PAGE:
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Arroyo v. Alva

United States District Court, N.D. California, San Jose Division

February 9, 2015

RAFAEL ARROYO, JR., Plaintiff,
ENRIQUE ALVA JR., et al., Defendants.


LUCY H. KOH, District Judge.

Plaintiff Rafael Arroyo, Jr. ("Plaintiff" or "Arroyo") brings this action for alleged violations of the Americans With Disabilities Act ("ADA") against Defendants Enrique Alva, Lilia Alva, and South First Furniture, Inc. (collectively, "Defendants"). Before the Court is Defendants' motion to dismiss. Pursuant to Civil Local Rule 7-1(b), the Court finds this matter appropriate for resolution without oral argument and hereby VACATES the hearings scheduled for February 12, 2015, and March 19, 2015. Having considered the submissions of the parties, the record in this case, and the relevant law, the Court hereby DENIES Defendants' motion to dismiss.


A. Factual Background

Plaintiff is a California resident with physical disabilities. First Am. Compl. ("FAC"), ECF No. 17, ¶ 1. Plaintiff is a paraplegic who uses a wheelchair. Id. The State of California has issued Plaintiff a handicap placard, and Plaintiff is "entitled to and benefits from using an accessible parking space." Id. ¶ 2.

The Alva Defendants own the property at 842 South First Street, San Jose, California, and are lessors to the business "Rick's Furniture" located at that address. Id. ¶¶ 4-5. Defendant South First Furniture owns and operates "Rick's Furniture." Id. ¶¶ 5-6.

On or about December 29, 2012, Plaintiff visited Rick's Furniture to shop. Id. ¶ 11. Plaintiff alleges that Rick's Furniture is a "facility open to the public, a place of public accommodation, and a business establishment." Id. ¶ 12. Parking spaces are "one of the facilities, privileges and advantages offered" to customers of Rick's Furniture. Id. ¶ 13. According to Plaintiff, on the date of his visit there was "not a single compliant handicap parking space available." Id. ¶ 14. There was a parking stall marked as reserved for persons with disabilities, but it allegedly did not have a proper "access aisle." Id. ¶ 15. Instead of providing an eight foot wide access aisle, marked in blue with "NO PARKING" lettering, there was a five foot wide access aisle without any marking. Id. It appears that the smaller access aisle was also on the wrong side of the handicap parking spot, as Plaintiff further alleges that "people park on the area that is supposed to be the access aisle, blocking it from use." Id. Moreover, Plaintiff further alleges that the handicap parking space is "not located closest to the accessible entrance" but requires one to "travel behind parked cars other than their own to get to an entrance." Id. Plaintiff "was unable to use the [handicap] parking space" that day, as another vehicle had parked in the access aisle. Id. ¶ 16.

Plaintiff avers that he would like to "return and patronize" Rick's Furniture but will be deterred from visiting "until Defendants cure the violation." Id. ¶ 18. Plaintiff travels in and around San Jose, California during the year for disabilities conferences and Oakland Raiders football games. Id. ¶ 19. According to Plaintiff, he has "shopped, eaten, and otherwise patronized the businesses in and around the San Jose area on numerous occasions" and intends to do so in the future. Id.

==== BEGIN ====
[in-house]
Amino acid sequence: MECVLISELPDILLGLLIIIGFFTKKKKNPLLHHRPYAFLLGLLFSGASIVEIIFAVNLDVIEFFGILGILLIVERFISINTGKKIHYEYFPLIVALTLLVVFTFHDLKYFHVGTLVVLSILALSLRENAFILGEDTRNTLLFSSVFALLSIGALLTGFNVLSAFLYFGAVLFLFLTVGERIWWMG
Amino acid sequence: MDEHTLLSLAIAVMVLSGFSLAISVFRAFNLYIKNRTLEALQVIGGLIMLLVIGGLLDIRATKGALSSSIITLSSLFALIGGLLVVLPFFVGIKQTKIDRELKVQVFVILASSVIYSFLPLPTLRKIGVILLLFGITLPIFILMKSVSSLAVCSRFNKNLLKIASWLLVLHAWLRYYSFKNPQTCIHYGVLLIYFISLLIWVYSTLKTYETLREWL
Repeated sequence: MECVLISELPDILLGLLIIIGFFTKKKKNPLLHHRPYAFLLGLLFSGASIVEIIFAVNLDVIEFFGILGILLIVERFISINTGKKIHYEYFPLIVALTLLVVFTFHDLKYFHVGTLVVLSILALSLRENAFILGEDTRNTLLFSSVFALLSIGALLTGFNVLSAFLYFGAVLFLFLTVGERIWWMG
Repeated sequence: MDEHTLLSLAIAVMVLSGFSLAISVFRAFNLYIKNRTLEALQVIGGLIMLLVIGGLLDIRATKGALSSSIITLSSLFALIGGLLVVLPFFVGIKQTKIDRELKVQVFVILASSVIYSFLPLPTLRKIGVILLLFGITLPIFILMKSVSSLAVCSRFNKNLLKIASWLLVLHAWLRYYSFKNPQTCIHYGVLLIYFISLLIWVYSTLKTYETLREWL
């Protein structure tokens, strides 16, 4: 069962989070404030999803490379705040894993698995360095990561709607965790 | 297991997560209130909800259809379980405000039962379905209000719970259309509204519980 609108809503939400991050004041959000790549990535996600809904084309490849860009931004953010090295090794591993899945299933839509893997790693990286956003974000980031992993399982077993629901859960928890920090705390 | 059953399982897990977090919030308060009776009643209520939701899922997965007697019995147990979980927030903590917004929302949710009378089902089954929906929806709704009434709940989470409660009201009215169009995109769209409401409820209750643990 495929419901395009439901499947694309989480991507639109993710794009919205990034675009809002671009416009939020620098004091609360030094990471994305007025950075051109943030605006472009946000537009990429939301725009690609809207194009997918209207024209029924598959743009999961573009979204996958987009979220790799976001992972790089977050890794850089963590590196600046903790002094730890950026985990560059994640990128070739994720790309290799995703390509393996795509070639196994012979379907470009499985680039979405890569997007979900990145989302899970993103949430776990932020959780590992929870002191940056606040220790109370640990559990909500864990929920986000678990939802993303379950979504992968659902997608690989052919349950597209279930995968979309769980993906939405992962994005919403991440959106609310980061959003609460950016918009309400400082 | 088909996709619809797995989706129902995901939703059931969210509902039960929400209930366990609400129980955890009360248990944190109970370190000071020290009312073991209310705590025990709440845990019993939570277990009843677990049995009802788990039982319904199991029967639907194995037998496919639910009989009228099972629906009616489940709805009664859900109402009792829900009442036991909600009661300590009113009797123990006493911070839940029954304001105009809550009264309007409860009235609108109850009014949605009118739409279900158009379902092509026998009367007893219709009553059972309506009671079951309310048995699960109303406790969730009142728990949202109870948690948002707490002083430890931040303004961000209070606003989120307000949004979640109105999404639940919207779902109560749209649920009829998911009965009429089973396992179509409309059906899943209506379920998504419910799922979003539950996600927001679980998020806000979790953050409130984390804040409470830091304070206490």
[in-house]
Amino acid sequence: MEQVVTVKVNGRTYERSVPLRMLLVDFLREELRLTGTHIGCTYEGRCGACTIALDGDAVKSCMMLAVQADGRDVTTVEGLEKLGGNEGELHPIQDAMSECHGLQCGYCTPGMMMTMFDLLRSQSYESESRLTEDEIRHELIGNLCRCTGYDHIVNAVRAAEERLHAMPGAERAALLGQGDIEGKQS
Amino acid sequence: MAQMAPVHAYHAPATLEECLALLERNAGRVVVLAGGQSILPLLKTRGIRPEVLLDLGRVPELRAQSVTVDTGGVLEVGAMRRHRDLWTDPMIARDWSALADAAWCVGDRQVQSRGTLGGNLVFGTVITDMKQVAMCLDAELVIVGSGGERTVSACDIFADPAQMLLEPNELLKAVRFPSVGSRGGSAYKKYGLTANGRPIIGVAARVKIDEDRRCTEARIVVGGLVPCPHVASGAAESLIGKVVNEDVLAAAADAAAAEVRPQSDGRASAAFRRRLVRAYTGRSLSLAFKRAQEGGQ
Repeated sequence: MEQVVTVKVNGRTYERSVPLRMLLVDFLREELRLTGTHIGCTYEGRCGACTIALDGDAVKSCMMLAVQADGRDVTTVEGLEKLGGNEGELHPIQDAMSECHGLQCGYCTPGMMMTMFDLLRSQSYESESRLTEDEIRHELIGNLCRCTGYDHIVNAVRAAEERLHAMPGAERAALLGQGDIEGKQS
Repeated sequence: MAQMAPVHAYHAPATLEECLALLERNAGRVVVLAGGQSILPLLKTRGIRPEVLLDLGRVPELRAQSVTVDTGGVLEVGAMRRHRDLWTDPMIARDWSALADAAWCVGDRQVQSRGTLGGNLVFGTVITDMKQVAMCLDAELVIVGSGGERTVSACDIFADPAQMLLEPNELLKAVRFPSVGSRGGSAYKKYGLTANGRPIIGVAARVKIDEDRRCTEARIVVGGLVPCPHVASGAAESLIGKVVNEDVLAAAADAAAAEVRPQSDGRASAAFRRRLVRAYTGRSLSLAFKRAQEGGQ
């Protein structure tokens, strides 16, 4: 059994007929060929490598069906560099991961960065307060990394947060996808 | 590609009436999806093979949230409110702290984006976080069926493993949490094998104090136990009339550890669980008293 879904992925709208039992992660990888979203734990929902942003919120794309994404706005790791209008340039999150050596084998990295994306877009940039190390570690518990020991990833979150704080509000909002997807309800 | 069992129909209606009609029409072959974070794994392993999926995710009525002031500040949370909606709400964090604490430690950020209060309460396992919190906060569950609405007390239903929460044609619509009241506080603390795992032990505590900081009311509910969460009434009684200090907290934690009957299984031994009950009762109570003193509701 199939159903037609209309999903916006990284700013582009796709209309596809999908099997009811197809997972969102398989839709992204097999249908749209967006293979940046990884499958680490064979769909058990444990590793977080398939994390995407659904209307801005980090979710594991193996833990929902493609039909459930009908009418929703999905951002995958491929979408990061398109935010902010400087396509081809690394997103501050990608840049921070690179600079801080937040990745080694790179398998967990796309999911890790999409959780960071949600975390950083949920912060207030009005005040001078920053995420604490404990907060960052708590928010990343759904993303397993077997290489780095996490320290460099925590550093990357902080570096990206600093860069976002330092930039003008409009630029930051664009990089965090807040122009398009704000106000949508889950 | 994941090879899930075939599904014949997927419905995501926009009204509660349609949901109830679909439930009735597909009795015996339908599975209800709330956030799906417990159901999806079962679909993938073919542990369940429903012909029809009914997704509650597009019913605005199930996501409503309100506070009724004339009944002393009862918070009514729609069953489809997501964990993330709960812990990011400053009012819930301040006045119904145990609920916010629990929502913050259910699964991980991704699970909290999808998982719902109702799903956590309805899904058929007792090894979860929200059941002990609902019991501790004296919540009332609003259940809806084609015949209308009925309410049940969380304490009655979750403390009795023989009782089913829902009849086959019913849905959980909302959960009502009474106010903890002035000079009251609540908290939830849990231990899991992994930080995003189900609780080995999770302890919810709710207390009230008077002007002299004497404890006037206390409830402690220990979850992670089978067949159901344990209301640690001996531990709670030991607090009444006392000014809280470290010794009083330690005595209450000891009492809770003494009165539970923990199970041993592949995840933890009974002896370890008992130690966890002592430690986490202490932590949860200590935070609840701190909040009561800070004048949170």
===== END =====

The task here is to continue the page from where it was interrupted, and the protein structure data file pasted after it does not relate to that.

B. Procedural Background

Plaintiff filed his original Complaint on September 2, 2014. ECF No. 1. Defendants filed a motion to dismiss on September 29, 2014.[1] ECF No. 13. On October 15, 2014, Plaintiff filed a First Amended Complaint ("FAC"). ECF No. 17. Defendants filed a motion to dismiss on November 20, 2014. ECF No. 20. As Defendants did not comply with the Court's standing order regarding appropriate procedures for filing and noticing a motion, the Defendants filed the same motion again on November 21, 2014. ECF No. 24. Defendants also filed a notice of withdrawal of their September 29, 2014 motion to dismiss. ECF No. 23. Plaintiff filed an opposition to the motion to dismiss, ECF No. 25, and Defendants filed a reply, ECF No. 26.


A. Rule 12(b)(1)

A defendant may move to dismiss an action for lack of subject matter jurisdiction pursuant to Federal Rule of Civil Procedure 12(b)(1). A motion to dismiss for lack of subject matter jurisdiction will be granted if the complaint on its face fails to allege facts sufficient to establish subject matter jurisdiction. See Savage v. Glendale Union High Sch., 343 F.3d 1036, 1039 n.2 (9th Cir. 2003). If the plaintiff lacks standing under Article III of the U.S. Constitution, then the court lacks subject matter jurisdiction, and the case must be dismissed. See Steel Co. v. Citizens for a Better Env't, 523 U.S. 83, 101-02 (1998). In considering a Rule 12(b)(1) motion, the Court "is not restricted to the face of the pleadings, but may review any evidence, such as affidavits and testimony, to resolve factual disputes concerning the existence of jurisdiction." McCarthy v. United States, 850 F.2d 558, 560 (9th Cir. 1988). Once a party has moved to dismiss for lack of subject matter jurisdiction under Rule 12(b)(1), the opposing party bears the burden of establishing the court's jurisdiction, see Chandler v. State Farm Mut. Auto. Ins. Co., 598 F.3d 1115, 1122 (9th Cir. 2010), by putting forth "the manner and degree of evidence required" by whatever stage of the litigation the case has reached, ...

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